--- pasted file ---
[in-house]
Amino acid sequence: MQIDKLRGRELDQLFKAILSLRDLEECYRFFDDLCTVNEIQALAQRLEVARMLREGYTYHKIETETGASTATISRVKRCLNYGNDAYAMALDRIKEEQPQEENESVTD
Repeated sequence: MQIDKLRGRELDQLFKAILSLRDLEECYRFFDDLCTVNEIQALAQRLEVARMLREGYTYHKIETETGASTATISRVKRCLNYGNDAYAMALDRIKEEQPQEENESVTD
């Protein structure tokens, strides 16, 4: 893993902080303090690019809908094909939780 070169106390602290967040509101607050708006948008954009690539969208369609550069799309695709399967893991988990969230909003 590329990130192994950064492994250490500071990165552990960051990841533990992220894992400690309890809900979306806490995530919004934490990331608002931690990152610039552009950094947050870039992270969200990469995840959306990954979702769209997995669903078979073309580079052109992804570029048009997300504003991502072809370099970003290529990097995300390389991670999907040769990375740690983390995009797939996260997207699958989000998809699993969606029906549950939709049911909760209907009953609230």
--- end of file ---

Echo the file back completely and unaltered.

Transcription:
[in-house]
Amino acid sequence: MQIDKLRGRELDQLFKAILSLRDLEECYRFFDDLCTVNEIQALAQRLEVARMLREGYTYHKIETETGASTATISRVKRCLNYGNDAYAMALDRIKEEQPQEENESVTD
Repeated sequence: MQIDKLRGRELDQLFKAILSLRDLEECYRFFDDLCTVNEIQALAQRLEVARMLREGYTYHKIETETGASTATISRVKRCLNYGNDAYAMALDRIKEEQPQEENESVTD
């Protein structure tokens, strides 16, 4: 893993902080303090690019809908094909939780 070169106390602290967040509101607050708006948008954009690539969208369609550069799309695709399967893991988990969230909003 590329990130192994950064492994250490500071990165552990960051990841533990992220894992400690309890809900979306806490995530919004934490990331608002931690990152610039552009950094947050870039992270969200990469995840959306990954979702769209997995669903078979073309580079052109992804570029048009997300504003991502072809370099970003290529990097995300390389991670999907040769990375740690983390995009797939996260997207699958989000998809699993969606029906549950939709049911909760209907009953609230």